Jamie Hawkins, only child of an old mother, had a hump on his back and one leg three inches shorter than the other, so that he walked like a crab. His heart, his mother said, was so big it nearly cracked his ribs. It was full with wanting to love so much that his chest ached with the trying. But Jamie, with his crabwise way and his turn-aside head, his quizzical look...he opened himself to a world that span on by without a backward glance.
The spirit is not a vacuum, and where people would not speak to him, the essences of things did. Jamie grew up limping round his own island, analyser of little things, observer of single blades of grass for their shape, their greenness, their smell when crushed. In this way, he collected images, sounds, words, seeing a closeness between people that he felt but did not know.
He would sit at the window, the chair turned from the desk so that his body faced it straight. He wrote left-handed, the wrist curled round, fingers forcing sinister loops that meant little. He was not happy; neither was he sad. He existed in a state of sleepy limbo, where his food arrived on a tray brought by his mother, and his contact with the outside world was through glass, misted.
Why is it that lack of fortune attracts, like north and south, more misfortune? Why is there no balance in things? Maybe, had he been straight, with both legs the same length, his mother would have stayed with him longer. As it was, when his food did not arrive at suppertime one bright summer evening, Jamie went to find her, and discovered she had died. Quietly. No fuss. Given out.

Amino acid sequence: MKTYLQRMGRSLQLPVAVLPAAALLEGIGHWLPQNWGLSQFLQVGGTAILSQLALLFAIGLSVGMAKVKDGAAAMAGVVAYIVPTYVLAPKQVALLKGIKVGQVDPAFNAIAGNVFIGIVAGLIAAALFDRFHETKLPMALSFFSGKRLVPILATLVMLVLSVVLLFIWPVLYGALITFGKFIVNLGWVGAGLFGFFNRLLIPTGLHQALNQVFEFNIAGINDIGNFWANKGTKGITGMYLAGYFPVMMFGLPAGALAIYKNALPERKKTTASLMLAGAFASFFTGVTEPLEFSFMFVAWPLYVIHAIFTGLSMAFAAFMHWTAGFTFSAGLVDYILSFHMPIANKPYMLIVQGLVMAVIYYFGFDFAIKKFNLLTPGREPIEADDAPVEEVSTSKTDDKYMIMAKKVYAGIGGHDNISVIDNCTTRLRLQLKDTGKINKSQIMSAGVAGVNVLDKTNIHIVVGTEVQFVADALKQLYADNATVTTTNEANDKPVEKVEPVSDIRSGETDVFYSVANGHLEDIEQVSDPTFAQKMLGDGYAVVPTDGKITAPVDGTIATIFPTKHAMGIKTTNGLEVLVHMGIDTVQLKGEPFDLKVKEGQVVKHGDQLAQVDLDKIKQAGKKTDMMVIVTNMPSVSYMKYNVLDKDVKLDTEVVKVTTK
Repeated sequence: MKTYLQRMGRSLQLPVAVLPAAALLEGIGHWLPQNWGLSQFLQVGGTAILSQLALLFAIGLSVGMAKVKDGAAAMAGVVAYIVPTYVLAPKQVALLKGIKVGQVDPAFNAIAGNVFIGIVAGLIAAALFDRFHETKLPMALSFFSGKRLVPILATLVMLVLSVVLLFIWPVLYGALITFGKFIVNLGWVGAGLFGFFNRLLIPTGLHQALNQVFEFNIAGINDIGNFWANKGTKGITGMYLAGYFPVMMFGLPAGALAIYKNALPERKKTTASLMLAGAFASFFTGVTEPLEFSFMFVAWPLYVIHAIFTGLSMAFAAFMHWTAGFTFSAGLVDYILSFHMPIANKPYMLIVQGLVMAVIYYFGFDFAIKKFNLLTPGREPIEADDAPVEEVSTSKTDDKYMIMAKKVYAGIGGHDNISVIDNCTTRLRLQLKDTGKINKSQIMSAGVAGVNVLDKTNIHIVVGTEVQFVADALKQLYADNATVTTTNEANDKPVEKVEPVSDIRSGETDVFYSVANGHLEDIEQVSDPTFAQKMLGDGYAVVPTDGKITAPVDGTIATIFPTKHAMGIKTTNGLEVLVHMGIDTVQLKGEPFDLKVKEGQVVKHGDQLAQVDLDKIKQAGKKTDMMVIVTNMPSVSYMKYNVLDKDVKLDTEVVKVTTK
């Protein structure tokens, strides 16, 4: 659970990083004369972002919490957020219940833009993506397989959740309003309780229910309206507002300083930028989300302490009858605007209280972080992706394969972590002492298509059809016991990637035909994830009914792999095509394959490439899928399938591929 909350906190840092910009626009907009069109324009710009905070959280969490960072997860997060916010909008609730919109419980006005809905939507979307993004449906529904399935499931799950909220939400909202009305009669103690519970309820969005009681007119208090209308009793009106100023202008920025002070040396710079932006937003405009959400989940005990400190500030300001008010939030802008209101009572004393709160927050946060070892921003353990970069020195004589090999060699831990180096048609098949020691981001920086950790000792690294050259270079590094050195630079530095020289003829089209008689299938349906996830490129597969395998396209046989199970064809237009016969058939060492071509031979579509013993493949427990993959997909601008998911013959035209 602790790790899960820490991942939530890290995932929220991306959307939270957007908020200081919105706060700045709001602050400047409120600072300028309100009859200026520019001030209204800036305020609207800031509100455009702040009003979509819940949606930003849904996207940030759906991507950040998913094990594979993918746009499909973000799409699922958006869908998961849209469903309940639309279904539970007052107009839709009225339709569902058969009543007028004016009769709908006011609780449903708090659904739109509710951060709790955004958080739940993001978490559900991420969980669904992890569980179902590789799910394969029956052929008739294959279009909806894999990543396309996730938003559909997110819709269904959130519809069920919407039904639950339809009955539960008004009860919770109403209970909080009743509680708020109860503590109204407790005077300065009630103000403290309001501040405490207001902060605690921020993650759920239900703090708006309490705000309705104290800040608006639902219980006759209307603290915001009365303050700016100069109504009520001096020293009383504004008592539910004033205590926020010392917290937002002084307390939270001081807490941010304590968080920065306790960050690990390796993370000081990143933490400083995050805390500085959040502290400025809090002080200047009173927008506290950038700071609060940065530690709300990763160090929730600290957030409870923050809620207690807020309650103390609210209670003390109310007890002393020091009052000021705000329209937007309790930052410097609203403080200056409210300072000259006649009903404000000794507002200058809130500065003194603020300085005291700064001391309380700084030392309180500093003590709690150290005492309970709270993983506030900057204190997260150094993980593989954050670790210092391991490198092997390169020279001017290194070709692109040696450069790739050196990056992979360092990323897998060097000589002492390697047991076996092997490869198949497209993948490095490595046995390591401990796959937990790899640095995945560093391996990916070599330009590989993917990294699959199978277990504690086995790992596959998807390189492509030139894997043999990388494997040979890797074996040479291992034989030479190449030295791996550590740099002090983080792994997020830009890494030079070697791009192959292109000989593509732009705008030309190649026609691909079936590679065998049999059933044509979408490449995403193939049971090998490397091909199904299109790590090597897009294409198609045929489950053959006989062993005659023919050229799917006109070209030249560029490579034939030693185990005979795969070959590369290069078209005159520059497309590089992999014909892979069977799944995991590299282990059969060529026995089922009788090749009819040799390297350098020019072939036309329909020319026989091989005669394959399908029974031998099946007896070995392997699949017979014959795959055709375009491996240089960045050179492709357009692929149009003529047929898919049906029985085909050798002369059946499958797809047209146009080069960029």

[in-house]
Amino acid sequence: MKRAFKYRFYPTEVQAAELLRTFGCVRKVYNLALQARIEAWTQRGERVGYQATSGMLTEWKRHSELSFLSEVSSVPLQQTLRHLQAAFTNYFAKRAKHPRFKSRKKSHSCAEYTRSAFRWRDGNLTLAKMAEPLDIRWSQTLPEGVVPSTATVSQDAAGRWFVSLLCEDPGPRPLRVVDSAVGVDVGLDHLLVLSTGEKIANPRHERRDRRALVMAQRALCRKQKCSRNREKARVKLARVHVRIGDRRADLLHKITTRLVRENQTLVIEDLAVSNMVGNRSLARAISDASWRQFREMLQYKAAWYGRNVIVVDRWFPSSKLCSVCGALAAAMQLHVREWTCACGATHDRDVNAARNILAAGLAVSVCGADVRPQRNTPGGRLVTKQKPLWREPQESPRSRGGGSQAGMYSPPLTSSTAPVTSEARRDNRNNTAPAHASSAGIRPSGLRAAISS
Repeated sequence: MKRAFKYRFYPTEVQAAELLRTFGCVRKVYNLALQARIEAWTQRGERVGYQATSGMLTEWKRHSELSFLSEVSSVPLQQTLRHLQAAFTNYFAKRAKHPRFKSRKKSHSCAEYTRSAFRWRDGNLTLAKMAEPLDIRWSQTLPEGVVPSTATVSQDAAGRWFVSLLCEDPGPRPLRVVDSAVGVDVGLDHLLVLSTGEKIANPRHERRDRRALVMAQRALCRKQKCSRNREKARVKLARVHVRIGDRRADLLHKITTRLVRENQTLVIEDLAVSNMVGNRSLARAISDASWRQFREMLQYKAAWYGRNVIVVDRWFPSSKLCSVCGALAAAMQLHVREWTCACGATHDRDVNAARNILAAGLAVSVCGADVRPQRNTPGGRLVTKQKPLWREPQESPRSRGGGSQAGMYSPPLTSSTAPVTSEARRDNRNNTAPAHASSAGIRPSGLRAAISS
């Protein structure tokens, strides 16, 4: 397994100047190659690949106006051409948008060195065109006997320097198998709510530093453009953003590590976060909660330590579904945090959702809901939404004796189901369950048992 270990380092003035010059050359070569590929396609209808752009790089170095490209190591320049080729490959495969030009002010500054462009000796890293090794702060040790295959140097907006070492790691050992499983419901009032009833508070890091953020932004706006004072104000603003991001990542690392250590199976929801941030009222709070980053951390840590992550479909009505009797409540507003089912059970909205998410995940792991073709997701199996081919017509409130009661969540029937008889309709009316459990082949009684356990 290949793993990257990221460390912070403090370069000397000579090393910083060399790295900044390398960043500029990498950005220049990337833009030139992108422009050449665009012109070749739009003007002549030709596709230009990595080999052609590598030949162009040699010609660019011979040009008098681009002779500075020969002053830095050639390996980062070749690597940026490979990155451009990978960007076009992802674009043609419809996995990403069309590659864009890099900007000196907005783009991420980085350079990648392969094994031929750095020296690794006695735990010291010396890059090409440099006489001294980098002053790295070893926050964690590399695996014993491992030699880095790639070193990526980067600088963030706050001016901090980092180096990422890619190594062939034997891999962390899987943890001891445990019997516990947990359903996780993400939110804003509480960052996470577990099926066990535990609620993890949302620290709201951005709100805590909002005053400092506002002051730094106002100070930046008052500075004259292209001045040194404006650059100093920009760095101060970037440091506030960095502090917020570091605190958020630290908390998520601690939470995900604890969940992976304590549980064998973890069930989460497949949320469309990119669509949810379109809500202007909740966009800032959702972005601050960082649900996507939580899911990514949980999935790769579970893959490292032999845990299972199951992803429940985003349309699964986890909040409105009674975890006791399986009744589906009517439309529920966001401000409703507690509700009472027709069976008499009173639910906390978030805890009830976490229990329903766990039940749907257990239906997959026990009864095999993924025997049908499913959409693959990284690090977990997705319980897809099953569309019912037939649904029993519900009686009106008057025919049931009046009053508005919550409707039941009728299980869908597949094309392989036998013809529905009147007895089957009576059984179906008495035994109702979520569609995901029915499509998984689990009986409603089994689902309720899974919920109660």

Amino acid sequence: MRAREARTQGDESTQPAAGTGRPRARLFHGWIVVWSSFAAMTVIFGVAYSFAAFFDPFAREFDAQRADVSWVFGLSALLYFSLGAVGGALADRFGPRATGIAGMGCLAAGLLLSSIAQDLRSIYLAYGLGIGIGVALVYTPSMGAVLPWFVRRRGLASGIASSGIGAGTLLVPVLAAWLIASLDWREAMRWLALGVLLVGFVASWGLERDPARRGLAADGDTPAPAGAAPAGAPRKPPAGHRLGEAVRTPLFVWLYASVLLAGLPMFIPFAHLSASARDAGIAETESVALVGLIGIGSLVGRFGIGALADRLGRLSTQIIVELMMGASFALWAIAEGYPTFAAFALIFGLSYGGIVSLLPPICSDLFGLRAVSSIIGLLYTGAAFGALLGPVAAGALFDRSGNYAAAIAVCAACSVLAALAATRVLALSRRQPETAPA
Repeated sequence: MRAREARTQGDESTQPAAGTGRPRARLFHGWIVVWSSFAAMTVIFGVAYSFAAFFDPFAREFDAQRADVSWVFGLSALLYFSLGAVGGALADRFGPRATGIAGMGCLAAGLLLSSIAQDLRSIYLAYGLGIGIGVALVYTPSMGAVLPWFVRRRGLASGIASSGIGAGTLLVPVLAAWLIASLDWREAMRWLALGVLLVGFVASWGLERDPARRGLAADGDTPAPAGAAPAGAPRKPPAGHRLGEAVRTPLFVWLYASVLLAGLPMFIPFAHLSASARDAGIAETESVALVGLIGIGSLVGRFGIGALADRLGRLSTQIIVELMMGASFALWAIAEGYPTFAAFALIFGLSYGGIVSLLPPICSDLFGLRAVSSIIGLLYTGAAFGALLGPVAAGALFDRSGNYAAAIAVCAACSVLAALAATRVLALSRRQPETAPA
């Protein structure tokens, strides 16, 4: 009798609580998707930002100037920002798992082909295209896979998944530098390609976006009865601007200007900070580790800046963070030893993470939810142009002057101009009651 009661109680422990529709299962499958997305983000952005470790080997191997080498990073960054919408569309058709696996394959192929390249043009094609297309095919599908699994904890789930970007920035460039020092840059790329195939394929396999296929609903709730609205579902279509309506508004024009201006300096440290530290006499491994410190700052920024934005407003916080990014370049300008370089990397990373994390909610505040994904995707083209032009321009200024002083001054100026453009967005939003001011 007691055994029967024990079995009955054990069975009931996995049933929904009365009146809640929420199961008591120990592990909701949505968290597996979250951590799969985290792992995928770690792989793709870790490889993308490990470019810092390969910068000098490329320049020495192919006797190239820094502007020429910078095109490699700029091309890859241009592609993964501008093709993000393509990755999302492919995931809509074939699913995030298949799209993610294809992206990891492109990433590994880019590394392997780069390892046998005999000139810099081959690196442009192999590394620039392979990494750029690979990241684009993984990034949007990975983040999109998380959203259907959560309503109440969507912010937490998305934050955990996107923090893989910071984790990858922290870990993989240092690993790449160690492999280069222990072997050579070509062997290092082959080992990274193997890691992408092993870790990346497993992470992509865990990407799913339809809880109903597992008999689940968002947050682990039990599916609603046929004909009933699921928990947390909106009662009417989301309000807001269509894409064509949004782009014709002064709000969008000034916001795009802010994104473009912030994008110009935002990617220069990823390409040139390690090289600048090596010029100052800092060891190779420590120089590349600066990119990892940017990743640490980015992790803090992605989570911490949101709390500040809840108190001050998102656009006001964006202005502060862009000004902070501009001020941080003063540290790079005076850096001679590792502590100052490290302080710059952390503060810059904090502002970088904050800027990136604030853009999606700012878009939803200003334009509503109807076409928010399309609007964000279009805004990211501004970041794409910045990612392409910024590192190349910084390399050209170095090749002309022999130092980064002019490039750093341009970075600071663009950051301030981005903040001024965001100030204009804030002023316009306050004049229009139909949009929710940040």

There was something in her calmness, in the stillness of a hand on the floor, that moved Jamie beyond loss. This was where poetry was. At the end of things, where they were full to bursting with life, and life had given out, simply because it could not be held in any longer.
At first sight, on his first morning, the mortuary didn't seem the best place to find real poetry, which was the only kind Jamie was after. There was not much depth to the bleached metal surfaces, the gaping gutters, and the coils of pale tubing. But he had time stretching like an empty desert before him; the trick was going to be finding the hidden rivers.
She looked asleep. Strands of her hair, a damp greenish-blond, hung together in lank curls as though wet, one flattened across her forehead. Her eyes were not quite closed, as though she was still watching between her lashes...but the glint was gone, flattened, old glass. The dark lashes cast shadows down her cheeks. Her mouth was half-open, petulant, protesting.
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